banana trees - Knowledgebase Question

savannah, tn
Avatar for tvturtle
Question by tvturtle
April 25, 2007
I have a banana tree. How do I take care of it?

Answer from NGA
April 25, 2007
Bananas love sun and heat so pick a sunny location where they will receive light most of the day. Fruiting banana plants will stop growing if in a mostly shady location; as well shady locations tend to stay wet longer especially in the winter when it is important to reduce watering as it may lead to root rot. Dig a hole twice as wide as the container and about 1 1/2 times as deep. At the bottom of the hole add about 2-4 inches of steer manure and then cover with soil mix to bring the depth to a level that will accommodate the plant. Bananas like well draining organic soil that is rocky and has lava sand, much like you would find in Hawaii. I have had best results with cactus mix soils and the best product has been Organo Patio Mix. It contains lava rock, lava sand amongst other beneficial items. Next cut the bottom of the container and set the plant in the hole, it should be about 2 inches above soil level to accommodate for settling. Next cut away the sides of the container and refill the hole with a mix of 2/3 soil mix and 1/3 native soil and water well. Use the remaining soil to build a berm around the plant.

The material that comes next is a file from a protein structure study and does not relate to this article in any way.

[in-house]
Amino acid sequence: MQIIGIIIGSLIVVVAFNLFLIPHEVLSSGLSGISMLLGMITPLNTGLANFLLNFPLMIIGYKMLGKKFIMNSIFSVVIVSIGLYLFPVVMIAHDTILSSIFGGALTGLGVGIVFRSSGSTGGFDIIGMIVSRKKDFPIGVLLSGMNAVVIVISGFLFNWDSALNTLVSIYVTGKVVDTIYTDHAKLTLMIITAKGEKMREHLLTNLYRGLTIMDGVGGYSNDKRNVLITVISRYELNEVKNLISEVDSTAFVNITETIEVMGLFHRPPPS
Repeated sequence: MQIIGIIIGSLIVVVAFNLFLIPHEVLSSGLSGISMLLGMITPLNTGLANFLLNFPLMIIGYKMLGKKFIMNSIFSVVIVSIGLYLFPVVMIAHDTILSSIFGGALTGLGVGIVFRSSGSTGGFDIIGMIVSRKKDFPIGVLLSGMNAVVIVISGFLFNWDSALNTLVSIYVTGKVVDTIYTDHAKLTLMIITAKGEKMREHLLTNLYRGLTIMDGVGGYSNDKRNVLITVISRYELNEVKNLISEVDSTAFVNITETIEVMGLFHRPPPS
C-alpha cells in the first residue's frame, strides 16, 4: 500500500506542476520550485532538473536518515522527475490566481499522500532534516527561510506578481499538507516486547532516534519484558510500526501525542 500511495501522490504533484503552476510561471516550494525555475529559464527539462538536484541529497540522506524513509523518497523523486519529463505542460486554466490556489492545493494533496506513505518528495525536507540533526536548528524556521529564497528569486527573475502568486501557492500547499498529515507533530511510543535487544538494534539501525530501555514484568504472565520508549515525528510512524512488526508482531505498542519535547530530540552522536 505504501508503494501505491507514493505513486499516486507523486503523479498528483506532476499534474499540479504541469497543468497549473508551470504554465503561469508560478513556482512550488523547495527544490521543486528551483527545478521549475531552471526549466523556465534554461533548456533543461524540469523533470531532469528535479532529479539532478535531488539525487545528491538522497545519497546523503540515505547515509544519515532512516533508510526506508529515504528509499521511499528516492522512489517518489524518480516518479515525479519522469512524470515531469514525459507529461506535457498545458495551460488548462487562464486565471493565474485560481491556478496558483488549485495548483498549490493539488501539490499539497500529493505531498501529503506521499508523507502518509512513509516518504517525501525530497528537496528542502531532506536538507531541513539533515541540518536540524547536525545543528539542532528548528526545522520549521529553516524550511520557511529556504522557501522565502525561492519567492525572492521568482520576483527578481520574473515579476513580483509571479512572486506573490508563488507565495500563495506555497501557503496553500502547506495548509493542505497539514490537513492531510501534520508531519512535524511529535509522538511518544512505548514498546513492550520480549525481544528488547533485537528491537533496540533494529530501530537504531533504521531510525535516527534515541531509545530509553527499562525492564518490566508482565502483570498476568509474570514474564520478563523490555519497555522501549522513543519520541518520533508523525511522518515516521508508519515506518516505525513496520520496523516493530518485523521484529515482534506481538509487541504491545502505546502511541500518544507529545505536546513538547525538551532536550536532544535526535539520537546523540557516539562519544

Bananas need regualr watering to sustain the large tropical leaves and produce sweet tasty fruit. You should expect to water slowly and deeply every 2 or 3 days during the warmer months. A test when to water is when the top 1/2-1 inch of soil is dry. If you planted in a shady spot or one that tends to stay wet for some other reason you may have water less. Bananas are suspectable to root rot and don't like continually wet soil or standing water, though this should only be a concern during the winter as during the midst of summer it is important that you water and don't be afraid to do so as the result would be equally as bad. Banana plants stop growing during the cooler months when temperatures stay below 50's so wont need much water. Don't take this to mean that you let the plant just dry out, it just means that between watering every couple of weeks and our normal winter rains your plant should survive just fine.

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